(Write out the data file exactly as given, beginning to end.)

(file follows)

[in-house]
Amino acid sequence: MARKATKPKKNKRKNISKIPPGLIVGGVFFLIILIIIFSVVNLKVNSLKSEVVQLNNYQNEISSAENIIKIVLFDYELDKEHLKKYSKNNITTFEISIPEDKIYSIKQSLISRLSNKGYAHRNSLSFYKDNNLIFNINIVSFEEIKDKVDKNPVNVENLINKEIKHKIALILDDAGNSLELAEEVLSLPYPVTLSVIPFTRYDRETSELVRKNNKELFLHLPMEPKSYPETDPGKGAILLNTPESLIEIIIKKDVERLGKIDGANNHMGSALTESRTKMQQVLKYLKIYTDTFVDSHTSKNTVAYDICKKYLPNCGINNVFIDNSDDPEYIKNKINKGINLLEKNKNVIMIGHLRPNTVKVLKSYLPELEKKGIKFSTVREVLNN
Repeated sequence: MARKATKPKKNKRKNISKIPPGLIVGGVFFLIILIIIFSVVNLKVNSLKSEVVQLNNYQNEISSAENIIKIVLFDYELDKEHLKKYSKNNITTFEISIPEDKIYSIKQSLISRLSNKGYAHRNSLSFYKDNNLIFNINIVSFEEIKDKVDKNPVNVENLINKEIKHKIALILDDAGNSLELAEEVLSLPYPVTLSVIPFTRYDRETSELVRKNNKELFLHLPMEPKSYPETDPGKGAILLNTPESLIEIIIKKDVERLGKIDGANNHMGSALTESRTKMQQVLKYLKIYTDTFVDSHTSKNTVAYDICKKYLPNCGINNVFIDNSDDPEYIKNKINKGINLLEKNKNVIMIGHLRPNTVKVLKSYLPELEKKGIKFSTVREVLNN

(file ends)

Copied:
[in-house]
Amino acid sequence: MARKATKPKKNKRKNISKIPPGLIVGGVFFLIILIIIFSVVNLKVNSLKSEVVQLNNYQNEISSAENIIKIVLFDYELDKEHLKKYSKNNITTFEISIPEDKIYSIKQSLISRLSNKGYAHRNSLSFYKDNNLIFNINIVSFEEIKDKVDKNPVNVENLINKEIKHKIALILDDAGNSLELAEEVLSLPYPVTLSVIPFTRYDRETSELVRKNNKELFLHLPMEPKSYPETDPGKGAILLNTPESLIEIIIKKDVERLGKIDGANNHMGSALTESRTKMQQVLKYLKIYTDTFVDSHTSKNTVAYDICKKYLPNCGINNVFIDNSDDPEYIKNKINKGINLLEKNKNVIMIGHLRPNTVKVLKSYLPELEKKGIKFSTVREVLNN
Repeated sequence: MARKATKPKKNKRKNISKIPPGLIVGGVFFLIILIIIFSVVNLKVNSLKSEVVQLNNYQNEISSAENIIKIVLFDYELDKEHLKKYSKNNITTFEISIPEDKIYSIKQSLISRLSNKGYAHRNSLSFYKDNNLIFNINIVSFEEIKDKVDKNPVNVENLINKEIKHKIALILDDAGNSLELAEEVLSLPYPVTLSVIPFTRYDRETSELVRKNNKELFLHLPMEPKSYPETDPGKGAILLNTPESLIEIIIKKDVERLGKIDGANNHMGSALTESRTKMQQVLKYLKIYTDTFVDSHTSKNTVAYDICKKYLPNCGINNVFIDNSDDPEYIKNKINKGINLLEKNKNVIMIGHLRPNTVKVLKSYLPELEKKGIKFSTVREVLNN